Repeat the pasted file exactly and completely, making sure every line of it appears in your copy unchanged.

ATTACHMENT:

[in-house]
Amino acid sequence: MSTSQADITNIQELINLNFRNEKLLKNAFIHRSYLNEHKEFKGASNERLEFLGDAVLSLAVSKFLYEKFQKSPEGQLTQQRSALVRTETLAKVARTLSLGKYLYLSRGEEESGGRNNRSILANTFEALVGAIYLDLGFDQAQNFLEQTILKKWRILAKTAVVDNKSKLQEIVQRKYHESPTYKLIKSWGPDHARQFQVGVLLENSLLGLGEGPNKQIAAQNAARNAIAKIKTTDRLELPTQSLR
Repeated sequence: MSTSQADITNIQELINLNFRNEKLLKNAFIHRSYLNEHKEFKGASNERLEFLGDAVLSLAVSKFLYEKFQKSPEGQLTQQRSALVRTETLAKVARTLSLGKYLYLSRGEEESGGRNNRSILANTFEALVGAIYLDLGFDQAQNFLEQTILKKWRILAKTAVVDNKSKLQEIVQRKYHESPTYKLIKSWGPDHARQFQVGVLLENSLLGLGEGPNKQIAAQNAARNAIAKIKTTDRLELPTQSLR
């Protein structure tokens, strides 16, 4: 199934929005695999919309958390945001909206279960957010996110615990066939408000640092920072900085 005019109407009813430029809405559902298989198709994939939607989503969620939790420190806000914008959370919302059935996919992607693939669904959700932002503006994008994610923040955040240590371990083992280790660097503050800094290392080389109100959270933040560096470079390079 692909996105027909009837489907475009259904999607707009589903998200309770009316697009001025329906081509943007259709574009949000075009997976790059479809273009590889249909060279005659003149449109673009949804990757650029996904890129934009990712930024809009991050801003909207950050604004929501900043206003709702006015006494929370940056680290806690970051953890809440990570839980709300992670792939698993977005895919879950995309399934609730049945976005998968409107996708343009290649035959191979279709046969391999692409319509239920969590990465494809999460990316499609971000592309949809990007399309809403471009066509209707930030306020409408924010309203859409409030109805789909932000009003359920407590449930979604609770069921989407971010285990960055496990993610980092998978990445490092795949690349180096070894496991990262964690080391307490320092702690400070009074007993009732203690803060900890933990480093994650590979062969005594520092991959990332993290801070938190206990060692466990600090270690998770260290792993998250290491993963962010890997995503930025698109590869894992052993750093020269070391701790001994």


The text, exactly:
[in-house]
Amino acid sequence: MSTSQADITNIQELINLNFRNEKLLKNAFIHRSYLNEHKEFKGASNERLEFLGDAVLSLAVSKFLYEKFQKSPEGQLTQQRSALVRTETLAKVARTLSLGKYLYLSRGEEESGGRNNRSILANTFEALVGAIYLDLGFDQAQNFLEQTILKKWRILAKTAVVDNKSKLQEIVQRKYHESPTYKLIKSWGPDHARQFQVGVLLENSLLGLGEGPNKQIAAQNAARNAIAKIKTTDRLELPTQSLR
Repeated sequence: MSTSQADITNIQELINLNFRNEKLLKNAFIHRSYLNEHKEFKGASNERLEFLGDAVLSLAVSKFLYEKFQKSPEGQLTQQRSALVRTETLAKVARTLSLGKYLYLSRGEEESGGRNNRSILANTFEALVGAIYLDLGFDQAQNFLEQTILKKWRILAKTAVVDNKSKLQEIVQRKYHESPTYKLIKSWGPDHARQFQVGVLLENSLLGLGEGPNKQIAAQNAARNAIAKIKTTDRLELPTQSLR
């Protein structure tokens, strides 16, 4: 199934929005695999919309958390945001909206279960957010996110615990066939408000640092920072900085 005019109407009813430029809405559902298989198709994939939607989503969620939790420190806000914008959370919302059935996919992607693939669904959700932002503006994008994610923040955040240590371990083992280790660097503050800094290392080389109100959270933040560096470079390079 692909996105027909009837489907475009259904999607707009589903998200309770009316697009001025329906081509943007259709574009949000075009997976790059479809273009590889249909060279005659003149449109673009949804990757650029996904890129934009990712930024809009991050801003909207950050604004929501900043206003709702006015006494929370940056680290806690970051953890809440990570839980709300992670792939698993977005895919879950995309399934609730049945976005998968409107996708343009290649035959191979279709046969391999692409319509239920969590990465494809999460990316499609971000592309949809990007399309809403471009066509209707930030306020409408924010309203859409409030109805789909932000009003359920407590449930979604609770069921989407971010285990960055496990993610980092998978990445490092795949690349180096070894496991990262964690080391307490320092702690400070009074007993009732203690803060900890933990480093994650590979062969005594520092991959990332993290801070938190206990060692466990600090270690998770260290792993998250290491993963962010890997995503930025698109590869894992052993750093020269070391701790001994």